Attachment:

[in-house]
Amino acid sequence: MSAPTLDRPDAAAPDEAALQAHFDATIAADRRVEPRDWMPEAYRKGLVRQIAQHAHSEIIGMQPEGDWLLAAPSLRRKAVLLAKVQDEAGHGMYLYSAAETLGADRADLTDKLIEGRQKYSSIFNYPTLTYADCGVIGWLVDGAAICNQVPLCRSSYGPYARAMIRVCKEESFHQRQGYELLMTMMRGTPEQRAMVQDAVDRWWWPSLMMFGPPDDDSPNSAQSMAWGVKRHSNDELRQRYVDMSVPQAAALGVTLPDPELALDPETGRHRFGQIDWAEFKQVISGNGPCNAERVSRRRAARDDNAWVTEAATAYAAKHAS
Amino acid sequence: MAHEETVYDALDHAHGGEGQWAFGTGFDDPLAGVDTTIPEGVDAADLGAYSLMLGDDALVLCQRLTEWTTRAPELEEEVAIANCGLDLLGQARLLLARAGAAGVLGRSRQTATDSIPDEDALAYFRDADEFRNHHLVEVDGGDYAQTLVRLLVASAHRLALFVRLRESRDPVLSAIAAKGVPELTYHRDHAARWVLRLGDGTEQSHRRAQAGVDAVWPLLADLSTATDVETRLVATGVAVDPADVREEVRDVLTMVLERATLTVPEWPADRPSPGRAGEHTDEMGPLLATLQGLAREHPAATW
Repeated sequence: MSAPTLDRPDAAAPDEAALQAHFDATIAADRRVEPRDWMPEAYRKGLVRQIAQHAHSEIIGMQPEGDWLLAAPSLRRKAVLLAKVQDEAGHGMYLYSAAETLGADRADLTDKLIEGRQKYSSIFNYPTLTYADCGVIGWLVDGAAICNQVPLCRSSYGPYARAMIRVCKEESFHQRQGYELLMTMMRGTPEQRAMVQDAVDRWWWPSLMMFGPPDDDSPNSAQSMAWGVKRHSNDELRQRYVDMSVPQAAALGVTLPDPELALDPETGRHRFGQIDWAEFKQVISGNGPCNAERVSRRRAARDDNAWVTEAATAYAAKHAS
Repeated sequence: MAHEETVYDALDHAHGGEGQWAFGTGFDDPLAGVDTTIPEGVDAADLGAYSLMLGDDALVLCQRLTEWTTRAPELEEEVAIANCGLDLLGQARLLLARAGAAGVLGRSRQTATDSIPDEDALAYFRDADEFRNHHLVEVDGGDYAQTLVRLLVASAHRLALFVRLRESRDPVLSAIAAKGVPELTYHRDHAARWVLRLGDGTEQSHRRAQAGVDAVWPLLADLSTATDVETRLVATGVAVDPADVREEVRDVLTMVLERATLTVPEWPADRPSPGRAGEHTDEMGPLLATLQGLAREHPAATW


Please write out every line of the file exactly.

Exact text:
[in-house]
Amino acid sequence: MSAPTLDRPDAAAPDEAALQAHFDATIAADRRVEPRDWMPEAYRKGLVRQIAQHAHSEIIGMQPEGDWLLAAPSLRRKAVLLAKVQDEAGHGMYLYSAAETLGADRADLTDKLIEGRQKYSSIFNYPTLTYADCGVIGWLVDGAAICNQVPLCRSSYGPYARAMIRVCKEESFHQRQGYELLMTMMRGTPEQRAMVQDAVDRWWWPSLMMFGPPDDDSPNSAQSMAWGVKRHSNDELRQRYVDMSVPQAAALGVTLPDPELALDPETGRHRFGQIDWAEFKQVISGNGPCNAERVSRRRAARDDNAWVTEAATAYAAKHAS
Amino acid sequence: MAHEETVYDALDHAHGGEGQWAFGTGFDDPLAGVDTTIPEGVDAADLGAYSLMLGDDALVLCQRLTEWTTRAPELEEEVAIANCGLDLLGQARLLLARAGAAGVLGRSRQTATDSIPDEDALAYFRDADEFRNHHLVEVDGGDYAQTLVRLLVASAHRLALFVRLRESRDPVLSAIAAKGVPELTYHRDHAARWVLRLGDGTEQSHRRAQAGVDAVWPLLADLSTATDVETRLVATGVAVDPADVREEVRDVLTMVLERATLTVPEWPADRPSPGRAGEHTDEMGPLLATLQGLAREHPAATW
Repeated sequence: MSAPTLDRPDAAAPDEAALQAHFDATIAADRRVEPRDWMPEAYRKGLVRQIAQHAHSEIIGMQPEGDWLLAAPSLRRKAVLLAKVQDEAGHGMYLYSAAETLGADRADLTDKLIEGRQKYSSIFNYPTLTYADCGVIGWLVDGAAICNQVPLCRSSYGPYARAMIRVCKEESFHQRQGYELLMTMMRGTPEQRAMVQDAVDRWWWPSLMMFGPPDDDSPNSAQSMAWGVKRHSNDELRQRYVDMSVPQAAALGVTLPDPELALDPETGRHRFGQIDWAEFKQVISGNGPCNAERVSRRRAARDDNAWVTEAATAYAAKHAS
Repeated sequence: MAHEETVYDALDHAHGGEGQWAFGTGFDDPLAGVDTTIPEGVDAADLGAYSLMLGDDALVLCQRLTEWTTRAPELEEEVAIANCGLDLLGQARLLLARAGAAGVLGRSRQTATDSIPDEDALAYFRDADEFRNHHLVEVDGGDYAQTLVRLLVASAHRLALFVRLRESRDPVLSAIAAKGVPELTYHRDHAARWVLRLGDGTEQSHRRAQAGVDAVWPLLADLSTATDVETRLVATGVAVDPADVREEVRDVLTMVLERATLTVPEWPADRPSPGRAGEHTDEMGPLLATLQGLAREHPAATW